These tasks require more than just physical prowess; they require a unique mix of character, intelligence, language skills, and—most of all—adaptability. It’s no wonder that the Green Berets’ training regimen is known as the hardest in the world. Drawing on his unprecedented access to the closed world of Army Special Forces training, Dick Couch paints a vivid, intimate portrait of these extraordinary men and the process that forges America’s smartest, most versatile, and most valuable fighting force.


From the Hardcover edition.

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Editorial Reviews

Publishers Weekly

Among America's Special Forces, the Green Berets stand out because they can "do it all," according to this enthusiastic account of their training. Ex-SEAL Couch (Down Range) explains that Green Berets not only fight, they teach: living in the world's hot spots, they speak the language, win the trust of the locals, and train and fight alongside them to defeat a common enemy. They are the "Peace Corps with guns" and the key to winning the war on terror, he asserts. Only the most fit, smart, stable and multilingual need apply, but training is so rigorous that recruits first undergo 25 days of pretraining, from which only one-third proceed to Green Beret school, where attrition continues. Military buffs will enjoy the descriptions of exhausting marches, realistic combat simulations, high-tech weapons and dramatic instructor/student interactions. Though Thomas Ricks showed in Making the Corpsthat one can write an admiring account of an elite military unit without neglecting its warts and missteps, Couch loves the Green Berets too much to look beneath the surface; still. he tells an entertaining story. 16-page full-color insert. (Mar.)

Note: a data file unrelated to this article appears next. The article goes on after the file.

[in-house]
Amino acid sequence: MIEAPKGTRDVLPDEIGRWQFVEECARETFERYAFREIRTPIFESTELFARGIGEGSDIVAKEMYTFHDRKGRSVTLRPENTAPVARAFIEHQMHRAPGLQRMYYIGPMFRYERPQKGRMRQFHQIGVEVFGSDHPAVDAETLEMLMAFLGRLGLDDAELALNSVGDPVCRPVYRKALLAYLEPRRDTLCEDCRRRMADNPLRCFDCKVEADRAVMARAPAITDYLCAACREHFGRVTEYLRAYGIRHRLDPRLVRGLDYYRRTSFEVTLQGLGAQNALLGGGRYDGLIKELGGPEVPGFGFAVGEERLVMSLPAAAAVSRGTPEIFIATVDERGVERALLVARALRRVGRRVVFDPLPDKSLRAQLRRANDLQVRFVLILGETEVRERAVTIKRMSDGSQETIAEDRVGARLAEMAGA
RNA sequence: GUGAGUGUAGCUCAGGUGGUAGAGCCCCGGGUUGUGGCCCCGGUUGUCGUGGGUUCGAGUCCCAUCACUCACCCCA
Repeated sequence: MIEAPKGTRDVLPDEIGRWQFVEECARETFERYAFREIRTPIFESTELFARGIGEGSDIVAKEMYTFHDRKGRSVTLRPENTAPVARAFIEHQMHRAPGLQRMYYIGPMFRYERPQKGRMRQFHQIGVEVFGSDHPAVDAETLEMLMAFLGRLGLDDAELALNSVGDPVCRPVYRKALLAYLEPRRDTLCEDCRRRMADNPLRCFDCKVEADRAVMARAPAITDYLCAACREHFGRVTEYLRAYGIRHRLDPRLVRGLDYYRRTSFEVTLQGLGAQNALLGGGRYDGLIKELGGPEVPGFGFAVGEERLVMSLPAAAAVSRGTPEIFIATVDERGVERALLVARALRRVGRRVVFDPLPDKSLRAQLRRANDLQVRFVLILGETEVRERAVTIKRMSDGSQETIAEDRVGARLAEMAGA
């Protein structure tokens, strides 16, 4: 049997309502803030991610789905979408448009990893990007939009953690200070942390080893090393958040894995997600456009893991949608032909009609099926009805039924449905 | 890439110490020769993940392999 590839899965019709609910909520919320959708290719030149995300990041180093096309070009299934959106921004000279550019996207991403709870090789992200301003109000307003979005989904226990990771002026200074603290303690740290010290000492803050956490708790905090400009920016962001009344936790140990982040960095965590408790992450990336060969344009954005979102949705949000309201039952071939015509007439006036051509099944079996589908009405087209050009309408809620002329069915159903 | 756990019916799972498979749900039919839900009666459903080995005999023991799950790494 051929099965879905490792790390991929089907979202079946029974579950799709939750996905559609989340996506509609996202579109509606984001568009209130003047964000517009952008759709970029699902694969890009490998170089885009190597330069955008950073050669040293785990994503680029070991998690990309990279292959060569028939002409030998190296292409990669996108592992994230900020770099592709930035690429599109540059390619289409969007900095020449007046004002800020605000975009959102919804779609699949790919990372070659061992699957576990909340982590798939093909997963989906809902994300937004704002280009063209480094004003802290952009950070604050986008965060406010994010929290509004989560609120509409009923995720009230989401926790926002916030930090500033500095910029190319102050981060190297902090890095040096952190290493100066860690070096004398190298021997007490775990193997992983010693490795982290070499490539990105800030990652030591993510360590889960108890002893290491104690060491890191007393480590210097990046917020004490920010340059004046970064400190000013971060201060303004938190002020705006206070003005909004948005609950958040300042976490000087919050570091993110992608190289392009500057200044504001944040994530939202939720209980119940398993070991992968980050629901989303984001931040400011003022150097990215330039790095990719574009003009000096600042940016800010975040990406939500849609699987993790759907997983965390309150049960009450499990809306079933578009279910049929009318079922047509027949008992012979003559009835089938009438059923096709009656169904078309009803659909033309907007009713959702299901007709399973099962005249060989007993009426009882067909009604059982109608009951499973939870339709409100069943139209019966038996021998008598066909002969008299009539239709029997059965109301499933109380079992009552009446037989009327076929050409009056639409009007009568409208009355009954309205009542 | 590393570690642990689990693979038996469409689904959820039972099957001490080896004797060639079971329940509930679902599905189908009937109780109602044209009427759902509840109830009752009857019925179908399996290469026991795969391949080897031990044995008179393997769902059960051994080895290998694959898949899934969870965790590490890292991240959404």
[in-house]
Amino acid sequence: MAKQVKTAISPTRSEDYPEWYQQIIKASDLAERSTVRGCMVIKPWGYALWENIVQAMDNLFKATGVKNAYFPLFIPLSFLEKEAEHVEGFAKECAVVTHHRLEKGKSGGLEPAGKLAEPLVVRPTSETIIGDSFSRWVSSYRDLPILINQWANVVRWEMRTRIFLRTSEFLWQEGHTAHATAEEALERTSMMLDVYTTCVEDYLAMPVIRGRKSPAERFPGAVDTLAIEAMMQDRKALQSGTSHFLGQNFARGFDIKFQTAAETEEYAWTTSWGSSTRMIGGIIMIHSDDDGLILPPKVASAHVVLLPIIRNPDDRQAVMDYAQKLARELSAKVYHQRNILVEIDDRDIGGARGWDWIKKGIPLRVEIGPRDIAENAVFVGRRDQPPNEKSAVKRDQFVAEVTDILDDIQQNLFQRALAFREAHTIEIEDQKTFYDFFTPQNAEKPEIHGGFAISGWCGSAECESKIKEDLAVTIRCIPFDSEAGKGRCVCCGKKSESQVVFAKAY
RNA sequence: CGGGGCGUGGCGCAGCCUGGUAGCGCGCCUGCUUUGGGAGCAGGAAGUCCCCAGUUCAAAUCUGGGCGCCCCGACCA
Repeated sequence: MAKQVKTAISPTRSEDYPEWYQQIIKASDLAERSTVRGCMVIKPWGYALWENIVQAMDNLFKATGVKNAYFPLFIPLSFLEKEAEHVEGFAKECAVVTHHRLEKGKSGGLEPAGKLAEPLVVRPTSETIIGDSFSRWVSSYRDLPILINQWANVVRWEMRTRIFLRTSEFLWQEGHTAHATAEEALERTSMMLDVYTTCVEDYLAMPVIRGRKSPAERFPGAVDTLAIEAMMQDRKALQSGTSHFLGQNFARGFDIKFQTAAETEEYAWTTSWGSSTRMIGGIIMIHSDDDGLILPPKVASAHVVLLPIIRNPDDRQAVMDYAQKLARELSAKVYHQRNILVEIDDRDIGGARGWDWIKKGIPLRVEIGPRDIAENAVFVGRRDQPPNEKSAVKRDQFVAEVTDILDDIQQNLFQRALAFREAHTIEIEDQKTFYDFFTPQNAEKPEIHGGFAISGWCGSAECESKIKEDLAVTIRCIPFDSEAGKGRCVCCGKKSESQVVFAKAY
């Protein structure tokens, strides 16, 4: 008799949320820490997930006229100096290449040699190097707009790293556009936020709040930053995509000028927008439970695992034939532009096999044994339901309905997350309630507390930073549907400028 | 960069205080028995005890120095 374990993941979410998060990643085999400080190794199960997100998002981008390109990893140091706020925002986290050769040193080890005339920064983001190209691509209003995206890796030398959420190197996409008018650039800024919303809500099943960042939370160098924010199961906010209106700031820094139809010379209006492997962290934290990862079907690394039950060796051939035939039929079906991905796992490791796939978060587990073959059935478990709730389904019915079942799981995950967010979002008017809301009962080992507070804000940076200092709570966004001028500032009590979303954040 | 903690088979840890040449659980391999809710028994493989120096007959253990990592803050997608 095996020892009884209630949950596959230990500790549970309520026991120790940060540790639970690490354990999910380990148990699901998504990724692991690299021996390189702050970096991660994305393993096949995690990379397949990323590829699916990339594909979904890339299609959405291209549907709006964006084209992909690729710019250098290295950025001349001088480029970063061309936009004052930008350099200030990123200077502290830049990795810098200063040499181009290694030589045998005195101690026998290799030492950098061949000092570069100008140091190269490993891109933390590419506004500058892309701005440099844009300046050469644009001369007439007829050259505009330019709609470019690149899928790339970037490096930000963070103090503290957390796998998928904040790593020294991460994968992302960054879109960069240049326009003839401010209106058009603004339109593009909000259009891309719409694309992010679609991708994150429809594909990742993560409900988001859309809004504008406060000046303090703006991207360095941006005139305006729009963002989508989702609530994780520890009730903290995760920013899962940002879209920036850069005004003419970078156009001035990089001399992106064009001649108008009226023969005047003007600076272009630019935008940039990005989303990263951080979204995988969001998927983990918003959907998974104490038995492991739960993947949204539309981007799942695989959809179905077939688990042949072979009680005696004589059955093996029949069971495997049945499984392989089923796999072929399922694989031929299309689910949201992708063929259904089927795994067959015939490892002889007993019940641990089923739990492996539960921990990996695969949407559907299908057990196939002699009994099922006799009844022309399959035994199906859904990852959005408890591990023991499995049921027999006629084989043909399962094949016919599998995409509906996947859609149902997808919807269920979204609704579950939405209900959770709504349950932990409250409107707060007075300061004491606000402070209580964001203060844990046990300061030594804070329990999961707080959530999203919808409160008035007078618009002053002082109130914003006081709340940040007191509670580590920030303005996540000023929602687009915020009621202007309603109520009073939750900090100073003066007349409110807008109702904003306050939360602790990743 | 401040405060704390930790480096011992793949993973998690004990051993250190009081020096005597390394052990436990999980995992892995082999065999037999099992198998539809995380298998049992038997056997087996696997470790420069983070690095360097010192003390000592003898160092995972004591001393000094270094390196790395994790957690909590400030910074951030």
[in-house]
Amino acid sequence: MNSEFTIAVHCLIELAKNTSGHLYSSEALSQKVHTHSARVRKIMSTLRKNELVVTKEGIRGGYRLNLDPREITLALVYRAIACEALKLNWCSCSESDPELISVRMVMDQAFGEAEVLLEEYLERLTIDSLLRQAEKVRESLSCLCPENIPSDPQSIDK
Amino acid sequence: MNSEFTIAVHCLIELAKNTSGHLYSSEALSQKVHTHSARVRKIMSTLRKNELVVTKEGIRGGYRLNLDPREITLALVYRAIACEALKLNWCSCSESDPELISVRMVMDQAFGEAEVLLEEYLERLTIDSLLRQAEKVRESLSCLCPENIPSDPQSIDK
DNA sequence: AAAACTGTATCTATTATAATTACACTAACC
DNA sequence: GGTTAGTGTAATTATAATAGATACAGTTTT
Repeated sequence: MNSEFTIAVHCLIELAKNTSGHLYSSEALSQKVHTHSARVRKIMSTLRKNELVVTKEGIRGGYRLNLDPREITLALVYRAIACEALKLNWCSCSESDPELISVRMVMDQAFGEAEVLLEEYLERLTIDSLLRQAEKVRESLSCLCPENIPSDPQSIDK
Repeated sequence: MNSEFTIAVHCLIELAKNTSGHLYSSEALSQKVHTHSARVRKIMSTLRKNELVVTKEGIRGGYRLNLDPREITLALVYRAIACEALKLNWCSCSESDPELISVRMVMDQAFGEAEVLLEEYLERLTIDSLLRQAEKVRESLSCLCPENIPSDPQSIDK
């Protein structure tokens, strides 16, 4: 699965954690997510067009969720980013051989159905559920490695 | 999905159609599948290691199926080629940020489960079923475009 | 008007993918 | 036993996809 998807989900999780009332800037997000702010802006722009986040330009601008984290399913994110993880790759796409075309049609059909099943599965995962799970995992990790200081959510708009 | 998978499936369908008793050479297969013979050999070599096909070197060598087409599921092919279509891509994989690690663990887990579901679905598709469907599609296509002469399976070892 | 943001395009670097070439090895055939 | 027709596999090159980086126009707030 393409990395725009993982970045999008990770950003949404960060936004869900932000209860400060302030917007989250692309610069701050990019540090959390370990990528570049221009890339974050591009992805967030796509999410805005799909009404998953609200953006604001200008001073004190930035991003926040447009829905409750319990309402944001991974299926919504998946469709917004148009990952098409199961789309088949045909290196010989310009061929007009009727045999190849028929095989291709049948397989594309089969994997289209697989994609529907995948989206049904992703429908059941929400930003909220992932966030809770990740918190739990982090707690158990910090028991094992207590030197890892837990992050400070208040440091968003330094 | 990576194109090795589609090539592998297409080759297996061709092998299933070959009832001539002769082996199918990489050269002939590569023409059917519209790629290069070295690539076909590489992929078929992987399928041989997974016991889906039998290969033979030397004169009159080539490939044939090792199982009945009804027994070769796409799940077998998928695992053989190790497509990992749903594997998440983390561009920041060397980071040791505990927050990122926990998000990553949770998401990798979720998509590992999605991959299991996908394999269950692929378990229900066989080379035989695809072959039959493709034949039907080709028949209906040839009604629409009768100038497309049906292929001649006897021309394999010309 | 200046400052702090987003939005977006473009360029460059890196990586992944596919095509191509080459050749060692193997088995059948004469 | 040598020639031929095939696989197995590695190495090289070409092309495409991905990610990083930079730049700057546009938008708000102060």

Copyright 2006 Reed Business Information.
Kirkus Reviews